9 robotic helpers, from robot vacuums to Budgee bots

Dean Evans Technology Writer Twitter

We now live in an age when owning a domestic robot helper is an affordable reality. Robot vacuums like the Roomba have been available for some time now and they’ve been joined by all manner of autonomous devices designed to tackle those jobs you hate. Or at least those jobs you’d rather delegate to someone (or something) else.

So how many jobs can today’s home robots take off our hands?

1. Doing the ‘hoovering’
Most of the major electronics manufacturers have joined iRobot in selling floor cleaning robots. At one end of the scale you have low-tech solutions like the £130 Vileda Cleaning Robot, which will bump its way randomly around a room sucking up dirt as it goes. At the other, the £769 Neato BotVac Connected uses lasers to scan and map its surroundings, then plots a course to clean the area efficiently. You can even control it via a smartphone

2. Mopping the floor
Of course, while robo-vacs are great for battling dust, they don’t typically mop. The iRobot Scooba 450 (£500), however, can sweep, pre-soak, scrub and squeegee hard floors, leaving you free to browse the web in search of other robot helpers.

The iRobot Scooba 450 in action
The iRobot Scooba washes, mops, wipes and cleans so you don’t have to.

3. Mowing the lawn
Considering the success of robotic vacuum cleaners, the rise of robotic lawnmowers is hardly a surprise. From the £650 Flymo 1200r 18v Robotic Cordless Lawnmower to the top-of-the-line, GPS-equipped Husqvarna Automower 450X Robotic Lawn Mower (£2,800), you’re spoilt for choice.

4. Clearing out the gutters
Yes, you can get a robot for this too. The £280 iRobot Looj 330 Gutter Cleaning Robot, to be precise. Pop this small tracked device into a gutter and it will trundle along it, blasting away leaves and dirt with a rapidly rotating auger.

4. Washing the windows
Sure, you could pay a traditional window cleaner £10 to do the job, but with a WINBOT 930 Window Cleaning Robot (£340) you can let technology take over. Packed with sensors, just switch this robot helper on, attach it to a window or mirror and watch it go.

The Grillbot barbecue cleaning robot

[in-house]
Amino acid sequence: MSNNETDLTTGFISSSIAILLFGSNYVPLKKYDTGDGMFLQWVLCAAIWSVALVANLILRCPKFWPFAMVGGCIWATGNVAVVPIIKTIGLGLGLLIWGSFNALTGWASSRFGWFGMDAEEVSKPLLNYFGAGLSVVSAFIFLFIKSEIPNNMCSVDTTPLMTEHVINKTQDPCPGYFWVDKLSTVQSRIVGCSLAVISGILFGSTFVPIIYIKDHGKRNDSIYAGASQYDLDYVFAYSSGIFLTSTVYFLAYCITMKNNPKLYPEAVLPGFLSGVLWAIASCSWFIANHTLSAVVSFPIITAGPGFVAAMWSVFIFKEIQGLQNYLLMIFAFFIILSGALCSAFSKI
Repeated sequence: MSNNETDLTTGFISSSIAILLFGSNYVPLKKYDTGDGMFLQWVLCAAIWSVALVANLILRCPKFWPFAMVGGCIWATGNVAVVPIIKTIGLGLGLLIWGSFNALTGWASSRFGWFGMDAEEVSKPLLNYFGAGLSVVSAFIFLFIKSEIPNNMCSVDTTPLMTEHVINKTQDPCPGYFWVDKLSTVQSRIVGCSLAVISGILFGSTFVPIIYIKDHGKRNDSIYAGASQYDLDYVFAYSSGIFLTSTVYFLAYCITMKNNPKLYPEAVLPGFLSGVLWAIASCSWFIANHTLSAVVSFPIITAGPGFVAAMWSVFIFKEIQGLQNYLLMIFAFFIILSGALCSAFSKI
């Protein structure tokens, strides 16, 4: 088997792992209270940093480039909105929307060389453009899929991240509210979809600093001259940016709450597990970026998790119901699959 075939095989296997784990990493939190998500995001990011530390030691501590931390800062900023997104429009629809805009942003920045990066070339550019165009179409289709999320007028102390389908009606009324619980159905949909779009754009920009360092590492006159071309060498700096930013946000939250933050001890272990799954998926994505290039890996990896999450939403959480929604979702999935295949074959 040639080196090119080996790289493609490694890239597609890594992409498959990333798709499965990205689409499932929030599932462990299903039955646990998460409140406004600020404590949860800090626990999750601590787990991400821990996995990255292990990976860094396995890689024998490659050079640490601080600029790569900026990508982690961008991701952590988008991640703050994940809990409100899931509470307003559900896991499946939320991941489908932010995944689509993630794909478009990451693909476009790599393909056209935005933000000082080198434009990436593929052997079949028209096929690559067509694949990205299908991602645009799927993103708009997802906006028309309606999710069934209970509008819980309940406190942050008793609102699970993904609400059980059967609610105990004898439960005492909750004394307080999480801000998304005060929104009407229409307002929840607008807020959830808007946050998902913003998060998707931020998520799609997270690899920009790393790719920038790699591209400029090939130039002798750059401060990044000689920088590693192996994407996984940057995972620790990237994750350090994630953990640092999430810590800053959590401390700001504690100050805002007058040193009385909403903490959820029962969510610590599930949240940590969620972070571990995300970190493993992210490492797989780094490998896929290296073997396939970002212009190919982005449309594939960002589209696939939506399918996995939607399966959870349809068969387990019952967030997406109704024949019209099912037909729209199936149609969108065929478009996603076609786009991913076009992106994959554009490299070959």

Robotic helper devices like this Grillbot do a better, quicker job than a human can.

5. Cleaning the barbecue
The worst thing about having a barbecue is having to clean it afterwards — a sink usually isn’t big enough to accommodate a dirty grill, while laboriously scratching at bits of burnt burger and sausage is hardly pleasant. It’s why there’s a Grillbot. For under £100, the three stainless steel brushes on the Grillbot Automatic Grill Cleaning Robot will do the heavy scrubbing for you, returning a greasy, blackened grill to its former shiny state.

6. Guarding the house
The problem with most fixed security systems is that you need to have a camera and a sensor in every room. However, a new breed of home surveillance robots aims to change that.

The Snov Wifi Family Robot (£140), for example, is a 720p camera that can be driven around the house remotely using a smartphone. More complex robot helpers, like the ASUS Zenbo and the Segway Robot, might be able to patrol your home in the future.

Snov Wi-Fi Family Robot
The Snov Wi-Fi Family Robot can act as a roving security guard.

7. Remembering our ‘stuff’
While they can’t move around, the likes of Amazon Echo ($180), Google Home and Jibo represent the sort of robotic helpers that will become commonplace in homes over the next decade. Responding to voice commands, these AI boxes will help us search the web, make (and keep appointments), integrate with connected home devices and even entertain us.

8. Carrying the shopping
As we all start to live longer, robots will ultimately help to do those tasks that we can’t manage. The Budgee Bot ($1,700) is a personal assistant robot that has been designed to follow you around (tracking a wireless transmitter) and to carry your things. It’s essentially a smart shopping trolley, capable of hefting up to 22.5kg, trundling at 2.4mph, and lasting for 10 hours on a single battery charge.

9. Carrying your own suitcase
Ultimately, robots will be everywhere. If Olive Robotics has its way, you won’t even need to carry your own suitcase when you go on holiday. The company’s Olive ‘intelligent suitcase’ uses a 3D camera to follow its owner, will send you an alert if you leave it behind, and features GPS technology so you can track it anywhere in the world. Just in case, you return home but your luggage doesn’t.

Main image copyright: Shutterstock/Caracarafoto

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